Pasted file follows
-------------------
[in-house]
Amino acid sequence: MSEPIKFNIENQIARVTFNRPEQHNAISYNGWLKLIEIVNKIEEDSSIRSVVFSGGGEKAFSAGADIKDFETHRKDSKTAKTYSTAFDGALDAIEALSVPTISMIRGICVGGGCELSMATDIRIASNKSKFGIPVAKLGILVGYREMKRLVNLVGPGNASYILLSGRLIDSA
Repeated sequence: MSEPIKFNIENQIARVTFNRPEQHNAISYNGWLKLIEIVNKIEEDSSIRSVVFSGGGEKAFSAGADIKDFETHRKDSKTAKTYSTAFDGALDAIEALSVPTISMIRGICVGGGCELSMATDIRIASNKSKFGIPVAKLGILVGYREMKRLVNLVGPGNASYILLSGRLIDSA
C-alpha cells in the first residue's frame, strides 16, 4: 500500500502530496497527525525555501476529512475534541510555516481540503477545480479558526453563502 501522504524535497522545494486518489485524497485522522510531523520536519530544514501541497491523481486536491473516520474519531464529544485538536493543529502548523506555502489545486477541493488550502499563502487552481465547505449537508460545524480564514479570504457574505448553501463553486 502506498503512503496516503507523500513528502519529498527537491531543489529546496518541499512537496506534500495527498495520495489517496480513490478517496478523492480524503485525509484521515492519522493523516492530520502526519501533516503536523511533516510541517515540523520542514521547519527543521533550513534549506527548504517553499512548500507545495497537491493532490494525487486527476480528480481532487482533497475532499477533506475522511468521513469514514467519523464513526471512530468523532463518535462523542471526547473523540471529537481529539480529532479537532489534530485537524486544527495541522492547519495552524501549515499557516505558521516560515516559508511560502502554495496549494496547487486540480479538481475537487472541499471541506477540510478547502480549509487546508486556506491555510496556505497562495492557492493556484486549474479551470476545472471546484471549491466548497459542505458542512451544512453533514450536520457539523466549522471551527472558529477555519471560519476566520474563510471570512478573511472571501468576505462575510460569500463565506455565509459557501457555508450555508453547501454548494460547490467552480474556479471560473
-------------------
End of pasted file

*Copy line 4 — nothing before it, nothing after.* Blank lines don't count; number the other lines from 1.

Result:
C-alpha cells in the first residue's frame, strides 16, 4: 500500500502530496497527525525555501476529512475534541510555516481540503477545480479558526453563502 501522504524535497522545494486518489485524497485522522510531523520536519530544514501541497491523481486536491473516520474519531464529544485538536493543529502548523506555502489545486477541493488550502499563502487552481465547505449537508460545524480564514479570504457574505448553501463553486 502506498503512503496516503507523500513528502519529498527537491531543489529546496518541499512537496506534500495527498495520495489517496480513490478517496478523492480524503485525509484521515492519522493523516492530520502526519501533516503536523511533516510541517515540523520542514521547519527543521533550513534549506527548504517553499512548500507545495497537491493532490494525487486527476480528480481532487482533497475532499477533506475522511468521513469514514467519523464513526471512530468523532463518535462523542471526547473523540471529537481529539480529532479537532489534530485537524486544527495541522492547519495552524501549515499557516505558521516560515516559508511560502502554495496549494496547487486540480479538481475537487472541499471541506477540510478547502480549509487546508486556506491555510496556505497562495492557492493556484486549474479551470476545472471546484471549491466548497459542505458542512451544512453533514450536520457539523466549522471551527472558529477555519471560519476566520474563510471570512478573511472571501468576505462575510460569500463565506455565509459557501457555508450555508453547501454548494460547490467552480474556479471560473